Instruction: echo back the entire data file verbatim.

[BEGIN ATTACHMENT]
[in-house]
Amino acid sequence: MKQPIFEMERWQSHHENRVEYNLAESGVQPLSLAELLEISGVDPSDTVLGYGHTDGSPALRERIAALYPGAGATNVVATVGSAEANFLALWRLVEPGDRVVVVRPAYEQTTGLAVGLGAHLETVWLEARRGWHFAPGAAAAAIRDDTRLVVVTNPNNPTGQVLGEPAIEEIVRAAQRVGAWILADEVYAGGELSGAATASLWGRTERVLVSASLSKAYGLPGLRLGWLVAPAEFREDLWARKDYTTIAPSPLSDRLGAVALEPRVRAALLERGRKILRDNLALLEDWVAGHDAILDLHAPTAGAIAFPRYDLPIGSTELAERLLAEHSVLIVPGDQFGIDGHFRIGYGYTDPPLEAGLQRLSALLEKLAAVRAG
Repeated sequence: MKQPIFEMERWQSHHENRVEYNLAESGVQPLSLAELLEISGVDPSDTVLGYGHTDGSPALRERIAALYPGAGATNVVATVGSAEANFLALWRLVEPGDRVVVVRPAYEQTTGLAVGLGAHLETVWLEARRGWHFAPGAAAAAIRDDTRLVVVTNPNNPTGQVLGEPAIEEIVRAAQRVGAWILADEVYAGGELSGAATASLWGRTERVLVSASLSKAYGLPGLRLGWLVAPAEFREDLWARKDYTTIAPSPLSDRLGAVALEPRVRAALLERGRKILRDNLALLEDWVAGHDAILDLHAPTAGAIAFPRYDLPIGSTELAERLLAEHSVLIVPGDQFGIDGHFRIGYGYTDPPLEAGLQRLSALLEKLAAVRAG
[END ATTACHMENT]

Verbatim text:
[in-house]
Amino acid sequence: MKQPIFEMERWQSHHENRVEYNLAESGVQPLSLAELLEISGVDPSDTVLGYGHTDGSPALRERIAALYPGAGATNVVATVGSAEANFLALWRLVEPGDRVVVVRPAYEQTTGLAVGLGAHLETVWLEARRGWHFAPGAAAAAIRDDTRLVVVTNPNNPTGQVLGEPAIEEIVRAAQRVGAWILADEVYAGGELSGAATASLWGRTERVLVSASLSKAYGLPGLRLGWLVAPAEFREDLWARKDYTTIAPSPLSDRLGAVALEPRVRAALLERGRKILRDNLALLEDWVAGHDAILDLHAPTAGAIAFPRYDLPIGSTELAERLLAEHSVLIVPGDQFGIDGHFRIGYGYTDPPLEAGLQRLSALLEKLAAVRAG
Repeated sequence: MKQPIFEMERWQSHHENRVEYNLAESGVQPLSLAELLEISGVDPSDTVLGYGHTDGSPALRERIAALYPGAGATNVVATVGSAEANFLALWRLVEPGDRVVVVRPAYEQTTGLAVGLGAHLETVWLEARRGWHFAPGAAAAAIRDDTRLVVVTNPNNPTGQVLGEPAIEEIVRAAQRVGAWILADEVYAGGELSGAATASLWGRTERVLVSASLSKAYGLPGLRLGWLVAPAEFREDLWARKDYTTIAPSPLSDRLGAVALEPRVRAALLERGRKILRDNLALLEDWVAGHDAILDLHAPTAGAIAFPRYDLPIGSTELAERLLAEHSVLIVPGDQFGIDGHFRIGYGYTDPPLEAGLQRLSALLEKLAAVRAG